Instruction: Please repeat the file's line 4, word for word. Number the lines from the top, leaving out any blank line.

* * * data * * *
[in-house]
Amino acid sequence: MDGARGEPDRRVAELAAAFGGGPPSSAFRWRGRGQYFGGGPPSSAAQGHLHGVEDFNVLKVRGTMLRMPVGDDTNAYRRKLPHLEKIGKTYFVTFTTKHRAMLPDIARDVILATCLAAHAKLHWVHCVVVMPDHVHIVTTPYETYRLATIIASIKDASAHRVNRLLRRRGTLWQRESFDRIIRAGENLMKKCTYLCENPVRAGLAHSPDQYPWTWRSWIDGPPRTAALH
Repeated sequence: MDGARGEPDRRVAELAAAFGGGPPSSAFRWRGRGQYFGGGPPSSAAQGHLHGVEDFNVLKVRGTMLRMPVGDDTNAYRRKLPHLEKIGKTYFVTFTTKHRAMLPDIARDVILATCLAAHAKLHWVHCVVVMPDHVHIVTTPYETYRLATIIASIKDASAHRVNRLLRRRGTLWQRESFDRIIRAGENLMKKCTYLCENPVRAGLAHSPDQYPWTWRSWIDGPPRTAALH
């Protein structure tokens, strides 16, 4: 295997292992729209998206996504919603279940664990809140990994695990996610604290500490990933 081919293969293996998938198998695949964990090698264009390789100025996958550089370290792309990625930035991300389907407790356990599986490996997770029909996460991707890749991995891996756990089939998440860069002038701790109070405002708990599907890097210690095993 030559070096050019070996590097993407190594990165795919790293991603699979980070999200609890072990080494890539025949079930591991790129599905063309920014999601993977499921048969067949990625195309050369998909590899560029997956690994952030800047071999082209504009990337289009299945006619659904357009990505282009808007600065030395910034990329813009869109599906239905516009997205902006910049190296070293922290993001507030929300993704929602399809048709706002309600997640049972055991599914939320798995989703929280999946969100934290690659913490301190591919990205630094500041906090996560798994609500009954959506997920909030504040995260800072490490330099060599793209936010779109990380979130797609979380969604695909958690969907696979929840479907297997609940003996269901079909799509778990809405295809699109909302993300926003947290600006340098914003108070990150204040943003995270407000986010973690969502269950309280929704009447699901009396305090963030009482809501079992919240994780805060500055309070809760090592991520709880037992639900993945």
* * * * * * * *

């Protein structure tokens, strides 16, 4: 295997292992729209998206996504919603279940664990809140990994695990996610604290500490990933 081919293969293996998938198998695949964990090698264009390789100025996958550089370290792309990625930035991300389907407790356990599986490996997770029909996460991707890749991995891996756990089939998440860069002038701790109070405002708990599907890097210690095993 030559070096050019070996590097993407190594990165795919790293991603699979980070999200609890072990080494890539025949079930591991790129599905063309920014999601993977499921048969067949990625195309050369998909590899560029997956690994952030800047071999082209504009990337289009299945006619659904357009990505282009808007600065030395910034990329813009869109599906239905516009997205902006910049190296070293922290993001507030929300993704929602399809048709706002309600997640049972055991599914939320798995989703929280999946969100934290690659913490301190591919990205630094500041906090996560798994609500009954959506997920909030504040995260800072490490330099060599793209936010779109990380979130797609979380969604695909958690969907696979929840479907297997609940003996269901079909799509778990809405295809699109909302993300926003947290600006340098914003108070990150204040943003995270407000986010973690969502269950309280929704009447699901009396305090963030009482809501079992919240994780805060500055309070809760090592991520709880037992639900993945």